State Minister of National Security & Disaster Management Chamal Rajapaksa said necessary action would be taken against the CEB engineers if it was revealed that the power outage was an act of sabotage.

Major disruptions to the electricity supply were reported across the country around 11.30 a.m. yesterday owing to a breakdown in transmission lines.

The National Water Supply and Drainage Board (NWS&DB) said the water supply in several areas of Colombo and suburbs had been disrupted due to the breakdown in the power supply as the NWS&D is dependent on the national grid for pumping purposes.

The Ceylon Electricity Board Engineers Union (CEBEU) last night said it had received a favourable response from the government to its demands and therefore decided to suspend its work-to-rule campaign.

The Island learns that President’s Secretary Dr. P. B. Jayasundara will meet a CEBEU delegation, next week.

A senior electrical engineer expressed concern about CEB General Manager’s statement that the power outage was an act of sabotage by the engineers’ union. He denied as baseless the official’s claim.

CEBEU Secretary Dhammike Wimalarathne confirmed that his union had decided to suspend trade union action following an undertaking given by the government to have talks with them.

Meanwhile, CEBEU President Saumya Kumarawadu, addressing the media, yesterday, insisted that the power outage had been due to a technical problem.

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Chamal tells Parliament if power failure is due to sabotage, culprits will be dealt with severely

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By Saman Indrajith

Minister of Irrigation and State Minister of Internal Security, Home Affairs and Disaster Management, Chamal Rajapaksa told Parliament yesterday that the government was investigating the causes of yesterday’s countrywide power outage and if it was due to sabotage those responsible would be severely dealt with.

Responding to a question by Anuradhapura District SJB MP Rohana Bandara Dissanayake during the third reading stage debate on Budget 2022 under the expenditure heads of the Ministry of Defence, the Minister said that the government would not tolerate sabotage.

MP Rohana Bandara Dissanayake said that while the national security was being debated in Parliament the entire country was experiencing a power outage which could be considered a serious threat to national security.

He said all reservoirs were brimful and there was sufficient water to generate hydro power.

Colombo District SJB MP Dr. Harsha de Silva said that the entire country was in dark and Parliament was sitting thanks to power supplied by generators.

Minister Rajapaksa said that the government had already called for an investigation and it would not hesitate to take necessary action on the findings of the probe.

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Committee on Public Finance meeting: one-third drop in next Yala harvest predicted

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Members of the Committee on Public Finance recently recommended that if the import ban on rice, which was imposed last April, is to be lifted, it should be done only after a proper forecast of the coming Yala harvest.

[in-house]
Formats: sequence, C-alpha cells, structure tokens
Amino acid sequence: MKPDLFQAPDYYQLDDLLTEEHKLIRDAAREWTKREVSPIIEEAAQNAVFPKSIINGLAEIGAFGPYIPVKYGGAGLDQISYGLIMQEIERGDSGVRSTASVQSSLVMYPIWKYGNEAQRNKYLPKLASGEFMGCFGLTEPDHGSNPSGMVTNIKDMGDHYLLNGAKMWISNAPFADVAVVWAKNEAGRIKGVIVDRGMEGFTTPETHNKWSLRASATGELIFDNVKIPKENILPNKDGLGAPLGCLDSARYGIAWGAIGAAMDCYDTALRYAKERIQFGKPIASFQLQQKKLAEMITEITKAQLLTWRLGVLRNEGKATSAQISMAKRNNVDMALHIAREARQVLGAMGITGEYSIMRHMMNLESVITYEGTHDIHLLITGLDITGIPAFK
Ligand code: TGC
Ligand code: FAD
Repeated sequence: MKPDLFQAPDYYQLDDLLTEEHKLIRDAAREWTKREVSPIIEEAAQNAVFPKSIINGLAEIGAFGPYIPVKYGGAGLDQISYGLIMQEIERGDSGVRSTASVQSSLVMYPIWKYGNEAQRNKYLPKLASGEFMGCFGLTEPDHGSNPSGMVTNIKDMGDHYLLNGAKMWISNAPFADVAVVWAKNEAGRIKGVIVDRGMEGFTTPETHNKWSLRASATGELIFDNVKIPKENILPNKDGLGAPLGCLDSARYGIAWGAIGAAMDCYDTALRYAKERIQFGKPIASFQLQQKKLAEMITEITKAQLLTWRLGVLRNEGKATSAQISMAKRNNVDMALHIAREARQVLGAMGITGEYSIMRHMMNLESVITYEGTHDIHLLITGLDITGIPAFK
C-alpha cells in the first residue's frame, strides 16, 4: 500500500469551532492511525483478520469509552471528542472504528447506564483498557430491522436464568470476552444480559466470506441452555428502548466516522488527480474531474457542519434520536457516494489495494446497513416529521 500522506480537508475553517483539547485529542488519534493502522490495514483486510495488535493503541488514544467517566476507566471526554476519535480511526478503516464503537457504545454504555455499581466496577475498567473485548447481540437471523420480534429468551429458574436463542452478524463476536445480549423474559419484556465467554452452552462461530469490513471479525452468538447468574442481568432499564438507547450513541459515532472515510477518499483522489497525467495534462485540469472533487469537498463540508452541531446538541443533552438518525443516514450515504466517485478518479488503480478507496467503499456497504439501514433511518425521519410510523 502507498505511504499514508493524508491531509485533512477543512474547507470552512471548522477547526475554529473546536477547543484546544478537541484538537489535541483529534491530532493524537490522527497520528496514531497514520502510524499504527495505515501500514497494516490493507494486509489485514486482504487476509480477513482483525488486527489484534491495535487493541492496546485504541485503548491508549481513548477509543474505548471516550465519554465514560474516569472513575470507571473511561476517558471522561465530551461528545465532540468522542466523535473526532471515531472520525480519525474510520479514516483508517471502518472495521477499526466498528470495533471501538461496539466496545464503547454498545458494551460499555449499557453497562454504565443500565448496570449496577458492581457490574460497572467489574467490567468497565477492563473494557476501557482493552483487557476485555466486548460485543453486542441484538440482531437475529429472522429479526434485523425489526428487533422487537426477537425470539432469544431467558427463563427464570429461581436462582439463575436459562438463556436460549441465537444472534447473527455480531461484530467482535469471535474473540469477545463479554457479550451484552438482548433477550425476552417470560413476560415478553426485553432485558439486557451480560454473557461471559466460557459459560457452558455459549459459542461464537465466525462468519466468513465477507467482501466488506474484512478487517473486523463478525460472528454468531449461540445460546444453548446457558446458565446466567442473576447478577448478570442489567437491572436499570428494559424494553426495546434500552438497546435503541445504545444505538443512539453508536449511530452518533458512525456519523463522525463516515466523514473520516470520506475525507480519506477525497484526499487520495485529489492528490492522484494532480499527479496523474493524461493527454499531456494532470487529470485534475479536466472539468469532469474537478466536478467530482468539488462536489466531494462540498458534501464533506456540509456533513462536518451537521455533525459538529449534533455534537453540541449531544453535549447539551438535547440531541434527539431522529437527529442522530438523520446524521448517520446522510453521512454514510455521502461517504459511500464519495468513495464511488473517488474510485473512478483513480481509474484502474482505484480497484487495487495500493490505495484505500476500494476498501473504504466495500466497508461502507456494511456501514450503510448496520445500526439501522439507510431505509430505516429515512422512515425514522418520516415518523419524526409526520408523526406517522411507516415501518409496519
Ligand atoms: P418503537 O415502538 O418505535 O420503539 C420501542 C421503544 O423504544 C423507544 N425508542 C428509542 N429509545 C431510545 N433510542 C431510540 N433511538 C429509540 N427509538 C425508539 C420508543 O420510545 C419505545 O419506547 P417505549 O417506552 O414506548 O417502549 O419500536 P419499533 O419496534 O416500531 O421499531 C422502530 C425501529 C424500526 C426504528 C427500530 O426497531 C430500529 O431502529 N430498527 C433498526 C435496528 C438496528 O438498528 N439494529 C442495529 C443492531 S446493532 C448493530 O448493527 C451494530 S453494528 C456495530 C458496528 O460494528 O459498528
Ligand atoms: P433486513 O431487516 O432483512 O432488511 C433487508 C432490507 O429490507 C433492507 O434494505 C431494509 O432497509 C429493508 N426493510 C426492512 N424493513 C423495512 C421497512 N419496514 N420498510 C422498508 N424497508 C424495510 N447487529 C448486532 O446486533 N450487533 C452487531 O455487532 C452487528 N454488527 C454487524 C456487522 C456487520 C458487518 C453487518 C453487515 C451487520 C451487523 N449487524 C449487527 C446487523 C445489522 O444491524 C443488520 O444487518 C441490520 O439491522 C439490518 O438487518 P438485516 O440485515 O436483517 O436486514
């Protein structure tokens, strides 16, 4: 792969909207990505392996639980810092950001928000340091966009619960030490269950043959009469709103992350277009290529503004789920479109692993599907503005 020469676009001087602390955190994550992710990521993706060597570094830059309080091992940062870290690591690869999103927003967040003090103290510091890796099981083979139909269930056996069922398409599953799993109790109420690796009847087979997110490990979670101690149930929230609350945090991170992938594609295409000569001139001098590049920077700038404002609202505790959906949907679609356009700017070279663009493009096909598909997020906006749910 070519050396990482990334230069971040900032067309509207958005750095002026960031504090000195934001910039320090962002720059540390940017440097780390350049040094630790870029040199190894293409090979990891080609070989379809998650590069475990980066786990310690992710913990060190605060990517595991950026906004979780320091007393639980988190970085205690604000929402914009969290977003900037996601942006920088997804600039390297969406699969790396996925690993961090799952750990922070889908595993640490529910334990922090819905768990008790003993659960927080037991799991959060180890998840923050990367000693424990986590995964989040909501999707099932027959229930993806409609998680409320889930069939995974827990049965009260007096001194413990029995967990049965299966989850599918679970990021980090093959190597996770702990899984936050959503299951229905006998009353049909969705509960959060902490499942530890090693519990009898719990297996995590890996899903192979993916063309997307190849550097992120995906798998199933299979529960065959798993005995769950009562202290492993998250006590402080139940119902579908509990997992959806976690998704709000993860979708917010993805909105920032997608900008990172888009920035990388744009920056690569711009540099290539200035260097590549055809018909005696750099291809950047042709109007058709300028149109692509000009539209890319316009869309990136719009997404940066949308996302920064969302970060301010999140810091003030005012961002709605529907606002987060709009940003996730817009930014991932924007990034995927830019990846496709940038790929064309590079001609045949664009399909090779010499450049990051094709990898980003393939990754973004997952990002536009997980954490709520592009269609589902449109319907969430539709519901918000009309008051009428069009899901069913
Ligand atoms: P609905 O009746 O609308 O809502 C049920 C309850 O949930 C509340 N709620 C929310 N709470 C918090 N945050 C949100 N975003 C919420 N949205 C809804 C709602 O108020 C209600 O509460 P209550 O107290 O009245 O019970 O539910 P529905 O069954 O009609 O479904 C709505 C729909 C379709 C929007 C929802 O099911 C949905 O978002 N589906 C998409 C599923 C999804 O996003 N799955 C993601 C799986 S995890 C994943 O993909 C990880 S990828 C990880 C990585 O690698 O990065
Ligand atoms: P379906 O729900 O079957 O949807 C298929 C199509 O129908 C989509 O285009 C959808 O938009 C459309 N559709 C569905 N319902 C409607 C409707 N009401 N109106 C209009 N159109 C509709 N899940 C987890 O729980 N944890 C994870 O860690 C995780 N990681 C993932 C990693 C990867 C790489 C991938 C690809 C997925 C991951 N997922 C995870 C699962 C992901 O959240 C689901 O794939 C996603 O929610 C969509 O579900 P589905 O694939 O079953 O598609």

The Chairman of the Committee on Finance Anura Priyadharshana Yapa pointed out that under the prevailing circumstances, the interest of the paddy farmers and consumers had to be taken into consideration.

In response to MP Yapa’s comment, the Imports and Exports Controller General revealed that, according to the available data, the expected Yala harvest is likely to be only 2/3 as compared to last year.

MP Nalin Fernando pointed out that if businessmen were allowed to import rice freely, the business community would be tempted to import more rice than necessary, driving the paddy prices down and affecting the farming community badly. Hence, the Ministry of Finance should intervene to prevent the local farmer from facing difficulties. MP Fernando also pointed out to the officials of the Ministry of Finance that it was important to make rice freely available at reasonable prices. Sri Lankans did not like rice imported from neighbouring countries, he said.

The Committee on Public Finance was urged to obtain approval for an Extraordinary Gazette Notification permitting the importation of Kekulu, Nadu, Samba and other types of rice as per the order of the Minister of Finance. MP Dr. Harsha de Silva said officials had to investigate the macro economic impact of such orders given without a proper procedural or logical assessment.

The committee members inquired from the officials of the Ministry of Finance who were present at the Committee meeting whether the 2021 Budget forecasts could be fulfilled. According to the statistics and data submitted by the officials of the Ministry of Finance, the committee observed that if only local funds were used to repay all debts, there would be an increase in interest rates in the near future and that would adversely affect the local private sector, (Dr.) Harsha de Silva said.